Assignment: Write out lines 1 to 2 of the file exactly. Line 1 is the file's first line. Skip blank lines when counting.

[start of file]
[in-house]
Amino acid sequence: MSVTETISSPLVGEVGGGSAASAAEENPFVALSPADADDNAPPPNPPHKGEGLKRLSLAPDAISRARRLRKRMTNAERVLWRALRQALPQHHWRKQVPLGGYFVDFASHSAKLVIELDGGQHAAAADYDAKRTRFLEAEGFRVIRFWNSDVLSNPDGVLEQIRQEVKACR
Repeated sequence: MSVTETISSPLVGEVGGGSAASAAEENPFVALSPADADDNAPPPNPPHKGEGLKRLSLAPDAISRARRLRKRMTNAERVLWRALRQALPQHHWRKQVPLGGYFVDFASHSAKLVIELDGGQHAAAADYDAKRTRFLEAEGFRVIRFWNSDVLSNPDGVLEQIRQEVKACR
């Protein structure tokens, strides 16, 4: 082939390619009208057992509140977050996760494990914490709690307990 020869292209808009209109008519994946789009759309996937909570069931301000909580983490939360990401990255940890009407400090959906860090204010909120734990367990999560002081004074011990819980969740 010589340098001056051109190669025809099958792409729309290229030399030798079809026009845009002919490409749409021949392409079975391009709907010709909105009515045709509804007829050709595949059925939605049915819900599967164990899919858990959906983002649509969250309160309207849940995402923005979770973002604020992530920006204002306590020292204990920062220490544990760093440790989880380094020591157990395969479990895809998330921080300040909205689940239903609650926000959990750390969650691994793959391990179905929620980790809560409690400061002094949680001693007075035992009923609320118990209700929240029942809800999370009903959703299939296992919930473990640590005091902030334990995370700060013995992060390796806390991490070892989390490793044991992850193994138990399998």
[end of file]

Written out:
[in-house]
Amino acid sequence: MSVTETISSPLVGEVGGGSAASAAEENPFVALSPADADDNAPPPNPPHKGEGLKRLSLAPDAISRARRLRKRMTNAERVLWRALRQALPQHHWRKQVPLGGYFVDFASHSAKLVIELDGGQHAAAADYDAKRTRFLEAEGFRVIRFWNSDVLSNPDGVLEQIRQEVKACR